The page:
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Moll Flanders | Study Guide

Daniel Defoe

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Moll Flanders | Author's Preface | Summary



Defoe begins by telling readers they will have to form their own opinions about the truth of Moll Flanders's story: "The world is so taken up ... with novels and romances, that it will be hard for a private history to be taken for genuine." He explains his role was only to edit the woman's (Moll Flanders's) vulgar writings and to make them inoffensive and fit to be read. For the same reason, he explains, he left out some of the more wicked parts, although in order to be truthful, he had to describe some of them after all. He suggests readers will be more pleased "with the moral than the fable," and he encourages readers to put the episodes of Moll Flanders's life to good use: "All the exploits of this lady of fame, in her depredations upon mankind, stand as so many warnings to honest people to beware of them." Moll's exploits as a thief, for example, can teach readers to avoid them. This alone justified publishing the book. Defoe explains that two books—one describing the life of Moll Flanders's governess, and the other describing the life of her criminal husband—are too long to be included. He also explains Moll's life story is not complete because it would have to include her death, and no person can tell the story of their own death. Therefore, the story ends at a point when Moll's life has become agreeable, while the telling has become less and less eloquent.


The Author's Preface is Defoe's tongue-in-cheek justification for writing a novel. At the time, the genre was still relatively new and not necessarily considered highbrow literature. In fact, some scholars mark Defoe's Robinson Crusoe as the first example of realistic fiction. As an excuse, he claims the first-person narrator is a real woman who calls herself Moll Flanders to conceal her famously scandalous identity, reducing the author's role to cleaning up the subject's language: "The pen employed finishing her story ... has had no little difficulty to put it into a dress fit to be seen and ... read." When first published, the novel did not even list Defoe as the writer.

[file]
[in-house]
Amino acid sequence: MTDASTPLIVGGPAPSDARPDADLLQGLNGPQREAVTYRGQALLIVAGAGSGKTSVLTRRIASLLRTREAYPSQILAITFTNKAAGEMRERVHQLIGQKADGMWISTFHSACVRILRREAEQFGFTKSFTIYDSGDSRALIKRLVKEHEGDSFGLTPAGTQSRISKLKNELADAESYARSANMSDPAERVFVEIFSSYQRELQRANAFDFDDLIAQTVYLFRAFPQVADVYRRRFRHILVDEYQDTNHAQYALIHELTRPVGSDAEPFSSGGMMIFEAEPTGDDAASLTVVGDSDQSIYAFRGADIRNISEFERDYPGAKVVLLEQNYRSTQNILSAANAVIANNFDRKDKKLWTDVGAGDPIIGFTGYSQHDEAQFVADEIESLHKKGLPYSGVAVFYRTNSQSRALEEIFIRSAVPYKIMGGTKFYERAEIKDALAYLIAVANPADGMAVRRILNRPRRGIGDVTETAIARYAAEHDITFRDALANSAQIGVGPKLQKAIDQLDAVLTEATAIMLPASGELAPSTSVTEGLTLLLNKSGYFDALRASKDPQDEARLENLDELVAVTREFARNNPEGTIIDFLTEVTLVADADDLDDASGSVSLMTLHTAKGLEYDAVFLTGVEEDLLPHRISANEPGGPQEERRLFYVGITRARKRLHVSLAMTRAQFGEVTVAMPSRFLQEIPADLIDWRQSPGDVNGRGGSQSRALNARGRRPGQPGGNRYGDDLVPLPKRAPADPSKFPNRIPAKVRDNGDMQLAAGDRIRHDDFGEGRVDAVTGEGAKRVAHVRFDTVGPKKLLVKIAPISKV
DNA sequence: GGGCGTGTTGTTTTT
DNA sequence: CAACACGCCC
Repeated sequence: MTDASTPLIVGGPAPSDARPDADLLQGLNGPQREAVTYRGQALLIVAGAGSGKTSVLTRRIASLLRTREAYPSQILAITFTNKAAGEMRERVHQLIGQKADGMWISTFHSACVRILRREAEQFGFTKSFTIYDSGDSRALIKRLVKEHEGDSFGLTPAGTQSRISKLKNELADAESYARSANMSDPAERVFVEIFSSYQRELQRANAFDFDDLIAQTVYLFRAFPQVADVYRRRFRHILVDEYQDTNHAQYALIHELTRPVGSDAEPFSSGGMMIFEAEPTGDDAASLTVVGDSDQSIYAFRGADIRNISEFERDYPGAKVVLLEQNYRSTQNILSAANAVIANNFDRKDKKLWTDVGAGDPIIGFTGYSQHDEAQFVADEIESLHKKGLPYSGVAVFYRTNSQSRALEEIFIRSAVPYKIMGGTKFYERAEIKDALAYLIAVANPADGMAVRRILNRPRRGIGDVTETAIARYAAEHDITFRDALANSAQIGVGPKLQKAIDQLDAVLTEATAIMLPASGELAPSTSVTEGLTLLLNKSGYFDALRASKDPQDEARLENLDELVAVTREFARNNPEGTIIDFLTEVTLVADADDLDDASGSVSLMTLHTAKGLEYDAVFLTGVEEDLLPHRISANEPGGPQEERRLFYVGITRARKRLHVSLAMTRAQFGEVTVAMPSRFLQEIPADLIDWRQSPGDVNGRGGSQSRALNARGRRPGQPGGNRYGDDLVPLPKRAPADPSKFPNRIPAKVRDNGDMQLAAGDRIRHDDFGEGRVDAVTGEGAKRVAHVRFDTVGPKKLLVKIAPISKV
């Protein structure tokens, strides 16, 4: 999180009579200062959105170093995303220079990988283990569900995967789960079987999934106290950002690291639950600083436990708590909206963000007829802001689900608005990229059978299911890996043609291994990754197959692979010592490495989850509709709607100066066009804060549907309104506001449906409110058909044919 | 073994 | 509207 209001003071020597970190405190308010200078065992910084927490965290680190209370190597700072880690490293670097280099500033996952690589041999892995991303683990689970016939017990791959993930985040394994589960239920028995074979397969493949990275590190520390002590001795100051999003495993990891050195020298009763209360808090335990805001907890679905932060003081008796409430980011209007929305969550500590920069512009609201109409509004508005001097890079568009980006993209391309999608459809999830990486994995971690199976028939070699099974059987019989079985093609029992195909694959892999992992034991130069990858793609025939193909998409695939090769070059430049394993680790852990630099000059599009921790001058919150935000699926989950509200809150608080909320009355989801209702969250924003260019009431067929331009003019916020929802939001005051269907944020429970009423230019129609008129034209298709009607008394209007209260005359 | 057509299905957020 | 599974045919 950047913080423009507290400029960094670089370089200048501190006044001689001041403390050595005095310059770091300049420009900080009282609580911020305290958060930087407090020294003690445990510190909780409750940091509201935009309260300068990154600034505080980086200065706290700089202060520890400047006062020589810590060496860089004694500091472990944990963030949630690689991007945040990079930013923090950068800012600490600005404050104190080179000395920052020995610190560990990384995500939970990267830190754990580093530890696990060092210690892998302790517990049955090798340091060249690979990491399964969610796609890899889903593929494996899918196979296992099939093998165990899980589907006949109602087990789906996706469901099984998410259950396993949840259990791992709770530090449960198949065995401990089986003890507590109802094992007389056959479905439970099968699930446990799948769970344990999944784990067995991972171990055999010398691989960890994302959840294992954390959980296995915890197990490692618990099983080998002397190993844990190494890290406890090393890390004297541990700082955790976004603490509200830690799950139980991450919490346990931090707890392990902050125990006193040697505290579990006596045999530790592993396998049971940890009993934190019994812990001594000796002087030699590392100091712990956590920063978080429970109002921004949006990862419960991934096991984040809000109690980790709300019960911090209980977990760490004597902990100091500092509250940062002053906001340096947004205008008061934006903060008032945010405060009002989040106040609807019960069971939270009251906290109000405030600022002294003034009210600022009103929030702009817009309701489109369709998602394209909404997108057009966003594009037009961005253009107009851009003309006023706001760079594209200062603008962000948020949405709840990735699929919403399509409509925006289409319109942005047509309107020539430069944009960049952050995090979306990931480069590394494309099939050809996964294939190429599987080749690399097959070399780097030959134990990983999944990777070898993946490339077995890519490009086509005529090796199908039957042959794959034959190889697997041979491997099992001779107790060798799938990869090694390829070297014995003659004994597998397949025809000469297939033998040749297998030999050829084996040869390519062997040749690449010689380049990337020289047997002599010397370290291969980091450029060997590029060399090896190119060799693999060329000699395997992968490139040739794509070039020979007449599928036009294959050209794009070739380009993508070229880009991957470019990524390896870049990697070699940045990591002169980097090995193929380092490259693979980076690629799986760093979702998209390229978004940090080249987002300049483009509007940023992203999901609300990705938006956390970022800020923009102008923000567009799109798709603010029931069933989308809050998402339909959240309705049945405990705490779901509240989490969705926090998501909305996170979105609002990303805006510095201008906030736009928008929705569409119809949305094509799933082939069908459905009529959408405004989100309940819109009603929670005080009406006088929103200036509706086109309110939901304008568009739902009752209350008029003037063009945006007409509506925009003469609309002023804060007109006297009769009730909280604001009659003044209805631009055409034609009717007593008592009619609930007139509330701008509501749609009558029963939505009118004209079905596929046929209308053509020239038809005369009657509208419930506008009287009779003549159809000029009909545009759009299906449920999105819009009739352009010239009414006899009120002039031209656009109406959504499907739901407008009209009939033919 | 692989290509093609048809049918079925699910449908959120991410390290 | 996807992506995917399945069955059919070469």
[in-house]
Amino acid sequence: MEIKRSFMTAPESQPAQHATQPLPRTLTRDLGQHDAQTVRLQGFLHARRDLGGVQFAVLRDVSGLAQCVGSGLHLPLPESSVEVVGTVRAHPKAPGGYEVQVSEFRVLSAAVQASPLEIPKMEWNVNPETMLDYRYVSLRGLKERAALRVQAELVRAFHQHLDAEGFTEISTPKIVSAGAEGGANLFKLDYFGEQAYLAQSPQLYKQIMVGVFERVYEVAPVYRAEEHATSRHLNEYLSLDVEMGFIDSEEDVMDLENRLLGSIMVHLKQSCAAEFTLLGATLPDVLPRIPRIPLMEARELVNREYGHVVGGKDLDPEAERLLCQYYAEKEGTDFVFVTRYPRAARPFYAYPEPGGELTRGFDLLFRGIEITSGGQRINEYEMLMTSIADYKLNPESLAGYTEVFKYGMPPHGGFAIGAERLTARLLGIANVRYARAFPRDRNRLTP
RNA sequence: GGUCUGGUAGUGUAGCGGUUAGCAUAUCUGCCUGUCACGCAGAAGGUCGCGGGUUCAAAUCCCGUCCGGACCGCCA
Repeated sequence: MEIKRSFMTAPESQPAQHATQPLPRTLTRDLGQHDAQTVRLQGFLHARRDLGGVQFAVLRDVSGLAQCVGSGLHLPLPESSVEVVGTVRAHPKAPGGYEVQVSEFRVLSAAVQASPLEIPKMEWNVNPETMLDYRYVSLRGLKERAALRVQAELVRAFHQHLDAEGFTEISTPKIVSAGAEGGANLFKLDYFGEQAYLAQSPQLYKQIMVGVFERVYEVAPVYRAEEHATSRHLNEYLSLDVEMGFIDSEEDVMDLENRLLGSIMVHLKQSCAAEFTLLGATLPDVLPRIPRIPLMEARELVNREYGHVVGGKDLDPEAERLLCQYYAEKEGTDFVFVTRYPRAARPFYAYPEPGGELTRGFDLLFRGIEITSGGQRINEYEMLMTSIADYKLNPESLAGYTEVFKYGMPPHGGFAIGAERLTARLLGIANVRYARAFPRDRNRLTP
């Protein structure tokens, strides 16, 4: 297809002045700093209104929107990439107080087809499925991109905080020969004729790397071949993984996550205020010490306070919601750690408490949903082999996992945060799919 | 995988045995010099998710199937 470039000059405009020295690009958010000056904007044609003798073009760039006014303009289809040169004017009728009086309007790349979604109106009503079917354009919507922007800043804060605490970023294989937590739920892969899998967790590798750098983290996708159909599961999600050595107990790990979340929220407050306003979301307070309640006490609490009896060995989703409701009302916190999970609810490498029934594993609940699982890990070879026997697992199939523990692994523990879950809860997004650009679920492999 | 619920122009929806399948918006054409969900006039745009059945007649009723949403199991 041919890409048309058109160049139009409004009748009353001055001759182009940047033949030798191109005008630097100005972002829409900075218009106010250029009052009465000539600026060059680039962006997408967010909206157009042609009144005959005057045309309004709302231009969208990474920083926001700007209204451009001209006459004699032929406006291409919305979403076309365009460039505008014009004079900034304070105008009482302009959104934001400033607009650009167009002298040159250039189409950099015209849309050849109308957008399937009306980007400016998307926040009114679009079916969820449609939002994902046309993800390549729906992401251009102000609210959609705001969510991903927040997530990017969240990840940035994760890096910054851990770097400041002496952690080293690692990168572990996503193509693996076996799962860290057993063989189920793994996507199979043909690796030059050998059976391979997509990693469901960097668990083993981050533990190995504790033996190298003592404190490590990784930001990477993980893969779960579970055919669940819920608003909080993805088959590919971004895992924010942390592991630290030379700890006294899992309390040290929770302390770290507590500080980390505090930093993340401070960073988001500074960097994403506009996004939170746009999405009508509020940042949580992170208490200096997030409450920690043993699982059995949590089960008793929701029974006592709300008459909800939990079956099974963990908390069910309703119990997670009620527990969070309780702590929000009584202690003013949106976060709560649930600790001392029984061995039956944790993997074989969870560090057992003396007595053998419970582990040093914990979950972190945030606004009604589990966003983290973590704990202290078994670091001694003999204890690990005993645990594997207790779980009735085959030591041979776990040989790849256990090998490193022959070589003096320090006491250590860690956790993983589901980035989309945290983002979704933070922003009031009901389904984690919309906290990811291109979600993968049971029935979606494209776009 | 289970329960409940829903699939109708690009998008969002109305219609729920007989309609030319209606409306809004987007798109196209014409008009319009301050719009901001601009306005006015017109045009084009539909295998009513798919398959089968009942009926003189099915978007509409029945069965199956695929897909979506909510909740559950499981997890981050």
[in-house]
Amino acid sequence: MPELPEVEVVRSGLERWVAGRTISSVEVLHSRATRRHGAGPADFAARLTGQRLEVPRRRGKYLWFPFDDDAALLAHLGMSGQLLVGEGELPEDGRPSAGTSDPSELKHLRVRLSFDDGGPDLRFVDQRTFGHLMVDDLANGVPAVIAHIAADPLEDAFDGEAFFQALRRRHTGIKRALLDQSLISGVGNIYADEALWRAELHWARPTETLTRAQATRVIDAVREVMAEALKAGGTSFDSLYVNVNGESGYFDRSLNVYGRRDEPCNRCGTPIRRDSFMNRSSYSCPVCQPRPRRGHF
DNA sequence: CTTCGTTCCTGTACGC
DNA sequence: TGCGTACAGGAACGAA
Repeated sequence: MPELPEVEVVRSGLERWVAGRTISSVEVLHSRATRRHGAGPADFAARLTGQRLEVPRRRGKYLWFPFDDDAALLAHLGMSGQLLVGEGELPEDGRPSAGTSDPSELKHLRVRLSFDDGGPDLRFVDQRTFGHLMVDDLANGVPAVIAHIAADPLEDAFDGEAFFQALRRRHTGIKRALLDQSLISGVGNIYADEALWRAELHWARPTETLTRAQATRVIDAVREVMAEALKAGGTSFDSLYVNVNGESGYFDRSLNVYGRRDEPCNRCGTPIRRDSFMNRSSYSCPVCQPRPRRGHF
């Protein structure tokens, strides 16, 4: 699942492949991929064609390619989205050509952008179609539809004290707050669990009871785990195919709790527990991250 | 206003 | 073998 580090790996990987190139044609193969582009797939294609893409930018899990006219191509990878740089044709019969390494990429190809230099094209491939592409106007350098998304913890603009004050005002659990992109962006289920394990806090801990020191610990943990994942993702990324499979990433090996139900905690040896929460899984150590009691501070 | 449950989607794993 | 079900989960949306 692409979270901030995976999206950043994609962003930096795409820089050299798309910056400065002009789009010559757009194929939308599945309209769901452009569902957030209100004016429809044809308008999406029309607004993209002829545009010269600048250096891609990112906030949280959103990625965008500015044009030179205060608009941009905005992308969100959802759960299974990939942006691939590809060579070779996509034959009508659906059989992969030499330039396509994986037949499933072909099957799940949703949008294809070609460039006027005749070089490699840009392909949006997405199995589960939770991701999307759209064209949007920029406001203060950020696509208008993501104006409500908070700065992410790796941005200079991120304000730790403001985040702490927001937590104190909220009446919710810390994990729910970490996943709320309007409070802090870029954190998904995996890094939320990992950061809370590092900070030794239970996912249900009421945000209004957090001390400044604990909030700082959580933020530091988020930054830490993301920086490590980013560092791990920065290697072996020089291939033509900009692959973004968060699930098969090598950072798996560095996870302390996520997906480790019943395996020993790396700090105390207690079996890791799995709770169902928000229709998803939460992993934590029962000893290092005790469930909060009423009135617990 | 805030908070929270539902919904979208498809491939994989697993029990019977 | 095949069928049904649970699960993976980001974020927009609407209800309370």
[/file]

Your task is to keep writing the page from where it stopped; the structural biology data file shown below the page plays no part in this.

In the 17th century, highbrow literature consisted of poems and classical plays, in which noble men and women dealt with issues of love, religion, and war in poetic language. The realistic story of a lowly criminal like Moll Flanders was considered both improper and radical. To be taken seriously, Defoe assures readers he edited the story so that the main character does not come across as vile and uneducated as her upbringing might suggest. He goes on to explain that for the same reason, the most shocking episodes have been left out, and he claims the episodes that did make it into the book were not told to be scandalous, but to educate the reader. Defoe claims that, like many plays of his day, this book can be useful to the reader. He offers several examples of episodes that show how to avoid the net of a criminal character like Moll Flanders, thus pointing readers to prudent and moral conduct. He also argues for the validity of publishing a novel that deals with an immoral, wicked, and outrageous character.

Defoe's humorous justifications for writing and publishing the supposed true story of Moll Flanders is modeled upon his earlier novel, Robinson Crusoe, which was also presented as a true story told by the main character.

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